4 not so easy pieces?
I had thought of a problem that I don't have a clue how (nor likely the skills) to solve. I set about searching for an answer, etc. before I presented it here. While doing so, I came across a different challenge.
Given a circle and classic tools (straight edge, compass, and "pencil"); please divide the circle into four equal pieces. Child's play, right? But, here is the twist: The lines drawn to divide the circle must [SIZE="3"][B][COLOR="Blue"]not[/COLOR][/B][/SIZE] be radial. Have fun. 
[SPOILER] Does "lines drawn" include construction lines? Are curved boundaries "lines"? If so, how do you define "radial" with respect to a curve?
If you allow my interpretation, the construction is easy. First, locate four points on the circle such that they equally divide the circumference. (Construct two perpendicular diameters) Then, using in turn each of those points, create equilateral triangles which have a base which extends from the center of the circle to one of the designated points. Finally, using the top vertex of each triangle as a center, inscribe an arc to replace the base. This will form 4 congruent parts.[/SPOILER] 
[QUOTE=Wacky;88025][SPOILER] First divide the circle into the 4 parts by using perpendicular radial lines.
Then, using a convenient radius, for example the radius of the circle, replace each of the radial divisions with the arc of a circle. [/SPOILER][/QUOTE] [spoiler]While not 'radii' those lines are radial, more or less. For your solution a swastika would also work, however the construction would be harder.[/spoiler] 
Are temporary radial lines allowed for construction?

[QUOTE=Uncwilly;88026]While not 'radii'[/QUOTE]
Therefore you exclude all solutions that have 4 congruent parts 
[QUOTE=axn1;88027]Are temporary radial lines allowed for construction?[/QUOTE] Sure.
[Quote=Wacky]Therefore you exclude all solutions that have 4 congruent parts[/quote]In essence, yes. [URL="http://www.thefreedictionary.com/radial"]http://www.thefreedictionary.com/radial[/URL] Adj. Usage 1 (b & c, esp) See Stellate in the thesarus section. Obiously I want the uneasy. 
[spoiler] First create a "doughnut". The radius of the hole is half that of the circle. Thus, the hole has 1/4th of the area.
Next divide the remainder into 3 equal parts. The easiest way would be to use radial lines. But this is not allowed. Therefore simply rotate the outer endpoints a uniform distance along the circumference. These three parts will be congruent and each equal in area to the center circle.[/spoiler]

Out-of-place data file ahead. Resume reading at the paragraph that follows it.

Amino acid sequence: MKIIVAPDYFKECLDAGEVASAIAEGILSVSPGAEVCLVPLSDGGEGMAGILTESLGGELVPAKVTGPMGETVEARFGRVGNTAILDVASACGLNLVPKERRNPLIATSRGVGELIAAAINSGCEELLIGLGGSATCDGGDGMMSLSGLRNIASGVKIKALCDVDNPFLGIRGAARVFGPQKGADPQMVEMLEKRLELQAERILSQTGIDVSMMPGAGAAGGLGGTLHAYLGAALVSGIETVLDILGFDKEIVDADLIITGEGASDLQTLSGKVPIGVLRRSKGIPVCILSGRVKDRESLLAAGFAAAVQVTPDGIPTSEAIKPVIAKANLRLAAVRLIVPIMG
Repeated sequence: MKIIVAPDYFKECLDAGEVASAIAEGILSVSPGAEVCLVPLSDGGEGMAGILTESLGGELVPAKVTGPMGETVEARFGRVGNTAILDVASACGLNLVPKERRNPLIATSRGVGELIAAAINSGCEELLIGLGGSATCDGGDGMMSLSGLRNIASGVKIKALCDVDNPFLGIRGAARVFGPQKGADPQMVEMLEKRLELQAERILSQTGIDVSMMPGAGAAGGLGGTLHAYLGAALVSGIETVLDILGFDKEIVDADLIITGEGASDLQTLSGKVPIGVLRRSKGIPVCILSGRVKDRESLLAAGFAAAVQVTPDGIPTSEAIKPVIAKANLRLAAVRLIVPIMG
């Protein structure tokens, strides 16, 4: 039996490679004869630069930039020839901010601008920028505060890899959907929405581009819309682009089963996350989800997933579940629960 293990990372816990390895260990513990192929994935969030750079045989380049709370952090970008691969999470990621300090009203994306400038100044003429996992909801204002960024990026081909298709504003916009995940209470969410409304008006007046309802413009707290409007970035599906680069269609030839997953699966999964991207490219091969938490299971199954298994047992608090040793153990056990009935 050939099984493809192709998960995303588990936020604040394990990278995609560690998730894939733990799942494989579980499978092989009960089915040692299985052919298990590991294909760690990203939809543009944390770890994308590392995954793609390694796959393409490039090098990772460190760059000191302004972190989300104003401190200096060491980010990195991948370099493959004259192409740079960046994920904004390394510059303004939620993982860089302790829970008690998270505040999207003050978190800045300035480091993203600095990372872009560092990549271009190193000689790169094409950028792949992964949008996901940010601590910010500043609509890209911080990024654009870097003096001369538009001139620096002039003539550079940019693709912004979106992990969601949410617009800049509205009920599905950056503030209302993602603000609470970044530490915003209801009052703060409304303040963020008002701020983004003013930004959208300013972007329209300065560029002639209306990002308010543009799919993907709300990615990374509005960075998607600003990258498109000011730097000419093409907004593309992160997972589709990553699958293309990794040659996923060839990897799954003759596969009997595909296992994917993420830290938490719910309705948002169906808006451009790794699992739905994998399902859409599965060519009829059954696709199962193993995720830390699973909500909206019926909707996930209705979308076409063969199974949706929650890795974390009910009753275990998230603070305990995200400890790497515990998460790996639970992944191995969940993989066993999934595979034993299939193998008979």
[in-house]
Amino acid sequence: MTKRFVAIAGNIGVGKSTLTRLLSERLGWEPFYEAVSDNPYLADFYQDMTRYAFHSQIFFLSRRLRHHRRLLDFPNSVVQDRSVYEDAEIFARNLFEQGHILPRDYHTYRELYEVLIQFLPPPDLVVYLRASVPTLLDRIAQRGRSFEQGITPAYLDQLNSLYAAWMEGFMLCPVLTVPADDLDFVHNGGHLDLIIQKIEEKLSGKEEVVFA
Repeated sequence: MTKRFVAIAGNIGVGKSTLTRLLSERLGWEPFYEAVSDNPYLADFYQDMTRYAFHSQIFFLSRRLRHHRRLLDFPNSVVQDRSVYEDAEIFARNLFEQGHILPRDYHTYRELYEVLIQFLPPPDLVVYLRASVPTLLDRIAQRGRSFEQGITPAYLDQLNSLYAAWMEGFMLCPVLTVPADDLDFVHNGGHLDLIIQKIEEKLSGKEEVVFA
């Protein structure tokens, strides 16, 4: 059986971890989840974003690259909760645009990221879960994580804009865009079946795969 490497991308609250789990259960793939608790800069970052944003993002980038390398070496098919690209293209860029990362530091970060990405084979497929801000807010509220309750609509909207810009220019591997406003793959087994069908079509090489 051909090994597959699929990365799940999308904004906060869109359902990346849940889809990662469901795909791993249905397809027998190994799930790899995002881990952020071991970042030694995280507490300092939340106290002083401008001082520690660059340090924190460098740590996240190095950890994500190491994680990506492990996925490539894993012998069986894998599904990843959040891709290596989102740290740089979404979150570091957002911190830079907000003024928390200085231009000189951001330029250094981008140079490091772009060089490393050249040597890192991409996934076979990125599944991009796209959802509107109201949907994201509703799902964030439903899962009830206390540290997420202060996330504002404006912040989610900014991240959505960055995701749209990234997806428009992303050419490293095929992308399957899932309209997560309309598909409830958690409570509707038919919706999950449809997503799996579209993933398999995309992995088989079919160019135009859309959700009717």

Assume the initial circle is centered at (0,0) and has radius 1. Now draw a pair of circles of half that radius, one centered at (0, 1/2), the other at (1/2, 0). These intersect (in the sense of touching at a single point) at (0,0), and thus subdivide the large circle into 4 equalarea subsets, two of which are circles, two of which are not.
[quote="Wacky"]Next divide the remainder into 3 equal parts. The easiest way would be to use radial lines. But this is not allowed. Therefore simply rotate the outer endpoints a uniform distance along the circumference.[/quote] "Outer endpoints" of what? It seems to me a tricky problem might be to subdivide into 4 equalarea pieces, without having any of the resulting piece boundaries intersect the center of the original circle, and without ever placing the point of one's compass or ruler so it touches the center. I need to think about that a bit more... 
[QUOTE=ewmayer;88032]Assume the initial circle is centered at (0,0) ....two of which are not.[/QUOTE]A very good solution indeed, but not the one that I ran across. The one that I ran across does use the center point.
[QUOTE=Wacky;88031] Next divide the remainder into 3 equal parts. The easiest way would be to use radial lines. [/QUOTE]How do you divide it? Second, any rotated radial lines retains the radial aspect. The solution that I saw does not have any circles in the resultant shapes. 
[QUOTE=ewmayer;88032]Assume the initial circle is centered at (0,0) and has radius 1. Now draw a pair of circles of half that radius, one centered at (0, 1/2), the other at (1/2, 0). These intersect (in the sense of touching at a single point) at (0,0), and thus subdivide the large circle into 4 equalarea subsets, two of which are circles, two of which are not.
[/QUOTE] I would claim that this is a "radial" solution since it has point symmetry about the origin. 
[QUOTE=Uncwilly;88043]How do you divide it? Second, any rotated radial lines retains the radial aspect.[/QUOTE]
Let me describe the solution in polar coordinates. Assume that the circle is centered at (0,0) and has radius =2. Thus the area is 4 PI. The first part is bounded by a circle, also centered at (0,0) with radius =1 and area = PI. Now, draw the line segment from (r=1, Theta=0 degrees) to (r=2, Theta = 30 degrees) Also draw the line segment (r=1, Theta=120 degrees) to (r=2,Theta=150 degrees) And the segment (r=1, Theta=240 degrees) to (r=2, Theta=270 degrees) 
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